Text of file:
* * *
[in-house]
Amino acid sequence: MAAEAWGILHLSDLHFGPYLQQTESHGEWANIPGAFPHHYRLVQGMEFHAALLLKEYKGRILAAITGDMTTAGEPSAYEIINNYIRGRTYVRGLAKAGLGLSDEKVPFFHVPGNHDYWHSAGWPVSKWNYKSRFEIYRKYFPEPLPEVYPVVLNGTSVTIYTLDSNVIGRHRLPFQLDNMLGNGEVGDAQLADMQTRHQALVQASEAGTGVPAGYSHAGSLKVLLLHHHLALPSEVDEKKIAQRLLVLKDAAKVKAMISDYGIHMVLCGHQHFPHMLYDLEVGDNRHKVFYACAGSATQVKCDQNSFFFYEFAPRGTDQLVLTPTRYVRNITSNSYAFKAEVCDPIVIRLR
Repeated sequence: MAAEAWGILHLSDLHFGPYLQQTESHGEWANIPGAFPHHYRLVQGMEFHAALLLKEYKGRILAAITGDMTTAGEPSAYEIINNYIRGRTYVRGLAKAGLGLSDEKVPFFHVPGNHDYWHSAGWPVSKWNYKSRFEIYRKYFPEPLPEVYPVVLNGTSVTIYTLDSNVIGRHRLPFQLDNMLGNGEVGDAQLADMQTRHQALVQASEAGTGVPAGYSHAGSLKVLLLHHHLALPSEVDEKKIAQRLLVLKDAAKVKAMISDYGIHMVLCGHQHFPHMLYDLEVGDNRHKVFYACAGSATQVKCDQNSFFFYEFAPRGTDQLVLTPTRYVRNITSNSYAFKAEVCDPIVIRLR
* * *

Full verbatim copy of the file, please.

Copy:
[in-house]
Amino acid sequence: MAAEAWGILHLSDLHFGPYLQQTESHGEWANIPGAFPHHYRLVQGMEFHAALLLKEYKGRILAAITGDMTTAGEPSAYEIINNYIRGRTYVRGLAKAGLGLSDEKVPFFHVPGNHDYWHSAGWPVSKWNYKSRFEIYRKYFPEPLPEVYPVVLNGTSVTIYTLDSNVIGRHRLPFQLDNMLGNGEVGDAQLADMQTRHQALVQASEAGTGVPAGYSHAGSLKVLLLHHHLALPSEVDEKKIAQRLLVLKDAAKVKAMISDYGIHMVLCGHQHFPHMLYDLEVGDNRHKVFYACAGSATQVKCDQNSFFFYEFAPRGTDQLVLTPTRYVRNITSNSYAFKAEVCDPIVIRLR
Repeated sequence: MAAEAWGILHLSDLHFGPYLQQTESHGEWANIPGAFPHHYRLVQGMEFHAALLLKEYKGRILAAITGDMTTAGEPSAYEIINNYIRGRTYVRGLAKAGLGLSDEKVPFFHVPGNHDYWHSAGWPVSKWNYKSRFEIYRKYFPEPLPEVYPVVLNGTSVTIYTLDSNVIGRHRLPFQLDNMLGNGEVGDAQLADMQTRHQALVQASEAGTGVPAGYSHAGSLKVLLLHHHLALPSEVDEKKIAQRLLVLKDAAKVKAMISDYGIHMVLCGHQHFPHMLYDLEVGDNRHKVFYACAGSATQVKCDQNSFFFYEFAPRGTDQLVLTPTRYVRNITSNSYAFKAEVCDPIVIRLR